What’s Next For Playlist Innovation?

This is a guest post from MIDiA Research’s Keith Jopling.

In this era of access to all music and everything about it, I do enjoy reading artist interviews, and pay attention to artists’ views on the modern music industry. What caught me recently were Mark Ronson’s remarks on songwriting in the age of the playlist in The Guardian:

“Everything has to be produced so it sounds competitively as loud as possible coming out of an iPhone or as loud as possible when it comes out of a Spotify hits playlist; you have to make sure the kick drum and the guitar have the same loudness and presence all the way through the whole fucking song or you don’t stand a chance. It’s kind of crazy how you have to think about music now.”

I have heard similar views from artists in recent years and they do have grounds, though you’ll be hard pressed to prove that streaming and playlists have truly altered music per se. After all how would that equate with the huge success of ‘slow music’ playlists, from Peaceful Piano to Esquenta Sertanejo to Your Favourite Coffeehouse?

There has certainly been an industry skew towards ‘streaming hits’ though. More artists are making “Spotify-core” (i.e. music that will do anything to avoid being skipped) and that’s a genre perhaps lacking in subtlety, But can it be accused of crowding out other, subtler types of music?

I would argue that playlists have changed the way we listen more than they have changed music itself. If the first port-of-call for music consumers is to hear songs on playlists, a lot of context around the music is lost. Already, research has shown that listeners are hard pushed to recall song titles, let alone the albums those songs are taken from. Speaking of albums, it strikes me as high time the industry now evaluate just what a ‘post-album’ world will look and sound like. So perhaps somewhere to start is to think about more innovation with the format that in essence, has replaced the album – playlists.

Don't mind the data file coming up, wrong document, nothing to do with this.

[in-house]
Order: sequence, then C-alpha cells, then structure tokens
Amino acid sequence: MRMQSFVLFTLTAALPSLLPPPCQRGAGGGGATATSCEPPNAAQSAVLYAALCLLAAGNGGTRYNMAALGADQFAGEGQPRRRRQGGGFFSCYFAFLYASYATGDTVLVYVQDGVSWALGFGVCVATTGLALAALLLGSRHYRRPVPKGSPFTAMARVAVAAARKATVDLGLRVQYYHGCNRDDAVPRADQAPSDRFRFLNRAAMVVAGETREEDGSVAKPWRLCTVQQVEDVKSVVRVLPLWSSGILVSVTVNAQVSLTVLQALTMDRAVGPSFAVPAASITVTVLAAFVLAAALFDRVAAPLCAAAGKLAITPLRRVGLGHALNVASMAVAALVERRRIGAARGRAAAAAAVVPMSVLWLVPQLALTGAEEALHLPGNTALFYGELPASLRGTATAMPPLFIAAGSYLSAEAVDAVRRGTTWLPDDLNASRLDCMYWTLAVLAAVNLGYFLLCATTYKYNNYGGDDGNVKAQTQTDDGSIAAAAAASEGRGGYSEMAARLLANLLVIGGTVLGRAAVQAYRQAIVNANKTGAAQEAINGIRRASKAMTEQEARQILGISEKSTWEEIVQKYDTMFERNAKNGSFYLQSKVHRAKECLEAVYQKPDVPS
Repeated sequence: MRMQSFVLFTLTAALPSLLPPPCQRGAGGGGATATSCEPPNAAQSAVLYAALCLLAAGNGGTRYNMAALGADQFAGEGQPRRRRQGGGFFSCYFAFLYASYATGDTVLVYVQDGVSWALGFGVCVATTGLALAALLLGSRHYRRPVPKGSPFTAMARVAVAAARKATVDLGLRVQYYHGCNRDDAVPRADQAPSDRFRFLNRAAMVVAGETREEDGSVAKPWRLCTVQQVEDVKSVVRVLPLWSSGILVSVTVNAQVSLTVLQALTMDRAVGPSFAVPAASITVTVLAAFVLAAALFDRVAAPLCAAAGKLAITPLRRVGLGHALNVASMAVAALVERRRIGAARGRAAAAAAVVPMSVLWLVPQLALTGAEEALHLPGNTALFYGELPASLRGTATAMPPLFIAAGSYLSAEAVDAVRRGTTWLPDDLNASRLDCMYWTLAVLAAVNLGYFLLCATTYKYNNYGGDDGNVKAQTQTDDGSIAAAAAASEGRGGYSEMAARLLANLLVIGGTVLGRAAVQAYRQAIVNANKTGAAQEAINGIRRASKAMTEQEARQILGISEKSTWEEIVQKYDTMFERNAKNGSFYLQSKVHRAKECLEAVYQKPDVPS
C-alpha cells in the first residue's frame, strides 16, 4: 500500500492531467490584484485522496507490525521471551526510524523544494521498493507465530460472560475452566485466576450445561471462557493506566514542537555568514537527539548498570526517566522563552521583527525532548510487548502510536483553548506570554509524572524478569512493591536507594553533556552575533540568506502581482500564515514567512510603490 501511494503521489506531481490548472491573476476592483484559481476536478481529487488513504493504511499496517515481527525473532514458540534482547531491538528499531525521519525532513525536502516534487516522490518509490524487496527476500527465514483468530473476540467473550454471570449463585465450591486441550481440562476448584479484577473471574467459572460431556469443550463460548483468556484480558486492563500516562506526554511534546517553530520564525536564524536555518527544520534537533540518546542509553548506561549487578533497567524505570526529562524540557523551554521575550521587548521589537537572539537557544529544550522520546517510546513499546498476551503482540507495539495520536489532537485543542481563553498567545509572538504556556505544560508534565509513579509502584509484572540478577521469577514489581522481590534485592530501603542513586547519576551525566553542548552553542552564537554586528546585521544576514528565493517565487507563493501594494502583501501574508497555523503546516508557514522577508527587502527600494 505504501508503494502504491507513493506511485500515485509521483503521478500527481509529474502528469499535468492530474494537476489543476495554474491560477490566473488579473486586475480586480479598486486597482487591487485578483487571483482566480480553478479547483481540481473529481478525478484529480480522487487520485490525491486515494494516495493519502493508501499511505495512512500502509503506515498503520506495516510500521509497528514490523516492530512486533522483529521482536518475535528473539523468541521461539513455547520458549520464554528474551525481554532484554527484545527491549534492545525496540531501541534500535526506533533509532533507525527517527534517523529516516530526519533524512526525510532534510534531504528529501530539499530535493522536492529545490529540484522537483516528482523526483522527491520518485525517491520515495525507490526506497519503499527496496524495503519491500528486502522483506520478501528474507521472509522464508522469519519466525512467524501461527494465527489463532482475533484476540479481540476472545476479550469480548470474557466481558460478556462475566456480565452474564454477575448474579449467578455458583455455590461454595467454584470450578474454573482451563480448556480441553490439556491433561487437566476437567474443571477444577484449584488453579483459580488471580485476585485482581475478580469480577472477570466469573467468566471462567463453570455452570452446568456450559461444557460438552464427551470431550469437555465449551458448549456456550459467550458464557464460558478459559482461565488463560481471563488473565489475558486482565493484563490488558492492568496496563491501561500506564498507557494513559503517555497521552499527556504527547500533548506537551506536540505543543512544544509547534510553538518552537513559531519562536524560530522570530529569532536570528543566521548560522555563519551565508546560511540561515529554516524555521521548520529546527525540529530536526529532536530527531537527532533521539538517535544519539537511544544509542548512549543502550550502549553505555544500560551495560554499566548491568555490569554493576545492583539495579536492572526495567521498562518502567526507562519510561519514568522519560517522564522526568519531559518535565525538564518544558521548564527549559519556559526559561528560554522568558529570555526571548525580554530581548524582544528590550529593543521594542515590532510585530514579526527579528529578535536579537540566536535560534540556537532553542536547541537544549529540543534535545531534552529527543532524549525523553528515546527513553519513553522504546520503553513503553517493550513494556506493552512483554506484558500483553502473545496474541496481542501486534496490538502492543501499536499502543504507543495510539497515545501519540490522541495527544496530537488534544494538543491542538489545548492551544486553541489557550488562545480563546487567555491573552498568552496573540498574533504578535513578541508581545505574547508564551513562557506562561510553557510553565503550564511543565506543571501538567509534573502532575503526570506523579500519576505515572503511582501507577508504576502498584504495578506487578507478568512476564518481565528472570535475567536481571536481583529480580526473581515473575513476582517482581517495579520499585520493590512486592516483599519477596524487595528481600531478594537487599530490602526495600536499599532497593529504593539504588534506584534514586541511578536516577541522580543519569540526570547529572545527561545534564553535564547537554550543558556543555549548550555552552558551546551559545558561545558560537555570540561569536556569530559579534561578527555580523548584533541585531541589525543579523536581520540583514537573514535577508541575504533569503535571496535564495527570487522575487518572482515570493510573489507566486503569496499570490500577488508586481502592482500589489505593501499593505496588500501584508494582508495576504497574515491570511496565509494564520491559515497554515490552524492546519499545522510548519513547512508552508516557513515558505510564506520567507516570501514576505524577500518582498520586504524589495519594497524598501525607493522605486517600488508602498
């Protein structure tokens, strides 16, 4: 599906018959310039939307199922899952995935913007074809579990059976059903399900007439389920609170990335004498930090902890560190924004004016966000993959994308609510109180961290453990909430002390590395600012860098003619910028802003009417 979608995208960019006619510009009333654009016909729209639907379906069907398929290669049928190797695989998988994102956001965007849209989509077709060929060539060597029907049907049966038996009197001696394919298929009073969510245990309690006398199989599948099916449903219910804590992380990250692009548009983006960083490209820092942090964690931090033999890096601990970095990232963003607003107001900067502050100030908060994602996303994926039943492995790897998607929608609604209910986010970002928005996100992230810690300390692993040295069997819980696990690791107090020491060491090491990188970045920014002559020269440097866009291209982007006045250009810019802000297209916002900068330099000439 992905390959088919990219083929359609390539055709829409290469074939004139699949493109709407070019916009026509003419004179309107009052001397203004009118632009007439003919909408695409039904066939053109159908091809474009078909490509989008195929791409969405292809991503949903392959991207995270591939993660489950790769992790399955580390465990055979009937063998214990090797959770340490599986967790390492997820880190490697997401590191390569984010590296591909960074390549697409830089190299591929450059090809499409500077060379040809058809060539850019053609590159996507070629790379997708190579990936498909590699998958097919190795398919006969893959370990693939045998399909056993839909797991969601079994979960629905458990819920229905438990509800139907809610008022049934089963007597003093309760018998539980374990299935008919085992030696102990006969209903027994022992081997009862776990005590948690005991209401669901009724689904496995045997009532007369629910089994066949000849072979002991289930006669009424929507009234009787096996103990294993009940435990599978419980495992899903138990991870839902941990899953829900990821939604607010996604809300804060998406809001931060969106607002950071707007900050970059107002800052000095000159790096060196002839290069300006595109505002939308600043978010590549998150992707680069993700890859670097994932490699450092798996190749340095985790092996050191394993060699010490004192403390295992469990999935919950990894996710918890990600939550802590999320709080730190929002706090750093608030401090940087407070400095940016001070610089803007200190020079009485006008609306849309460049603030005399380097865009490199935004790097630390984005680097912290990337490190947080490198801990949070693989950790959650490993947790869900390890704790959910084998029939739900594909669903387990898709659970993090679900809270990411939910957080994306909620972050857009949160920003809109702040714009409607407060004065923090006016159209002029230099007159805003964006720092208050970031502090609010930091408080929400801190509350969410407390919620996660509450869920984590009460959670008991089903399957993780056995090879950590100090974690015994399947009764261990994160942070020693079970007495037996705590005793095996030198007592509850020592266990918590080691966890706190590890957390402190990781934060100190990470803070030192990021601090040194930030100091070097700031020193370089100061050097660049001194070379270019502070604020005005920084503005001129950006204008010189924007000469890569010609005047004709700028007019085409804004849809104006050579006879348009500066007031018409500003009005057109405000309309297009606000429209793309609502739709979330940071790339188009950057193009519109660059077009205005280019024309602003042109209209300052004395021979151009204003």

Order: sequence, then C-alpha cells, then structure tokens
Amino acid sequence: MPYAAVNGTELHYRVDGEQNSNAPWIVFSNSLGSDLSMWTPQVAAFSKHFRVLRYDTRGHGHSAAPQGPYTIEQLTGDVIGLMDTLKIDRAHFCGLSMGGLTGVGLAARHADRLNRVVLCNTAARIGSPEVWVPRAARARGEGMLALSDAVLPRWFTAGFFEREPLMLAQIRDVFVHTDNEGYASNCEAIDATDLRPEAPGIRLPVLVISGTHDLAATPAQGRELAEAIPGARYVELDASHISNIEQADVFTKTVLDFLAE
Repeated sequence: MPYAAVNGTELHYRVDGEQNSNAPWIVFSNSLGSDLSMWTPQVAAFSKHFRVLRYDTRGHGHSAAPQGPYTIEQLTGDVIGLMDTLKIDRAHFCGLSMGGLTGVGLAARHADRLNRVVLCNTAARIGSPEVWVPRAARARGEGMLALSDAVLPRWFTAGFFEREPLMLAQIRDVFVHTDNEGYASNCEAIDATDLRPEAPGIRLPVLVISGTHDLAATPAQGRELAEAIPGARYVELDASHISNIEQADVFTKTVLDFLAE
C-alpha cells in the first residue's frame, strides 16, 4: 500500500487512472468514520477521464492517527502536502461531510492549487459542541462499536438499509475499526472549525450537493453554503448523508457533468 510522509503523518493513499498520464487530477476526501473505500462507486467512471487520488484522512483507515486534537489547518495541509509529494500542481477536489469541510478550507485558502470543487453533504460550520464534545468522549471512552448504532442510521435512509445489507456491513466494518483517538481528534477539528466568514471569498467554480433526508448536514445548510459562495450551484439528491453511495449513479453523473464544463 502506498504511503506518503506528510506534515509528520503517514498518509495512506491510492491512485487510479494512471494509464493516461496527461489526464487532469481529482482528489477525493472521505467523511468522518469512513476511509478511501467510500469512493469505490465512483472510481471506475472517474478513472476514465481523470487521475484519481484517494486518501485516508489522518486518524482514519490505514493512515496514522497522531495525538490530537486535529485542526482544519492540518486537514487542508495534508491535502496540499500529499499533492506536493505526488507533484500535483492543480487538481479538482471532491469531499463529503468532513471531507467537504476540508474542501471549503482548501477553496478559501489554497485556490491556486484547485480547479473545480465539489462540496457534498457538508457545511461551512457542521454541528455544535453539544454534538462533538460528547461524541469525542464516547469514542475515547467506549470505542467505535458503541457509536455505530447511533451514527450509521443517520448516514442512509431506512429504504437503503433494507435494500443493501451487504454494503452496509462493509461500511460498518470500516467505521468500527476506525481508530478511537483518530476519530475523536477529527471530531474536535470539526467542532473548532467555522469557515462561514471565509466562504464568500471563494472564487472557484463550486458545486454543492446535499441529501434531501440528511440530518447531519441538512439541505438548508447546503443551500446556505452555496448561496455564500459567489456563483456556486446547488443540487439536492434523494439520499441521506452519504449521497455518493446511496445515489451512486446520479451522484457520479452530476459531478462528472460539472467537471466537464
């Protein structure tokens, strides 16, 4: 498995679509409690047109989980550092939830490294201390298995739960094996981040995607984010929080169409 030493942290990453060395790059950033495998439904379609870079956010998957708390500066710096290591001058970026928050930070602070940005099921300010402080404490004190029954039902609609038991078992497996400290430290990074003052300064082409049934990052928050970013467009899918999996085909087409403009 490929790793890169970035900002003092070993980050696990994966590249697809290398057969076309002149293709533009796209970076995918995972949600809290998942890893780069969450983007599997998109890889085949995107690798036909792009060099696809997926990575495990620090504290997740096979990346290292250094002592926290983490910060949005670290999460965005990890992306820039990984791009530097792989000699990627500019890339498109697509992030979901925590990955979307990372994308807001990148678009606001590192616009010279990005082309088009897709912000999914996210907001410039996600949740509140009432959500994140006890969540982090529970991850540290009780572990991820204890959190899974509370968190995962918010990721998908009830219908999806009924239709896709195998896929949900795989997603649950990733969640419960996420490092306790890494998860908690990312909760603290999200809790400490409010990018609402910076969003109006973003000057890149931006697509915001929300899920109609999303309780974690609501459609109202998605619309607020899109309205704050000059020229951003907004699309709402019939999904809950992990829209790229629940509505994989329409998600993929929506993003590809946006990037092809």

Are playlists now set in stone as 30-50 tracks that are forever subject to optimisation tools and analytics? I very much doubt it. Despite playlists becoming valuable commercial music real estate in their current form (at least on Spotify) it seems to me that there is plenty of scope for further creative development of the format. We are far from ‘peak playlist’. A glance at the latest MIDiA global consumer data for Q4 2018 would back this up, with just 17% of music streamers claiming to listen to playlists regularly. though that number nearly doubles for Spotify subscribers to 31%. Critical mass for Spotify but hardly mass behaviour for the market overall.

That said, playlists do greatly reflect the way consumers interact with music: compiling or selecting, listening and sharing, sometimes adding context along the way. The opportunities these behaviours offer as a vehicle for promoting and monetizing artists are immense and perhaps still largely untapped, especially with regard to contextualization of new talent, as well as the creative resurfacing of songs from within music catalogues too.

A slowdown in playlist innovation

Spotify came to be the platform that really owns the playlist format, and it achieved this through a breakneck period of innovation between July 2015 and September 2016, with curated playlists brands like Rap Caviar and Today’s Top Hits augmented with the personalised “made for you” power triangle of Discovery Weekly, Release Radar and Daily Mix.

But since then, in over two years there has been little of that same calibre, other than somewhat lighter initiatives such as “Your Time Capsule”. More recently, Spotify has begun to fuse some curated playlists together with algorithmic suggestions (‘algotorial’). The strategy to personalise more playlists not only makes it harder for its competitors to copy, but introduces many more song slots for direct or independent artists to fill. The strategy is smart but perhaps lacks imagination.

Playlist Innovation Timeline: There has been a slowdown following 18 months of blistering innovation led by Spotify between July ‘15 and September ‘16.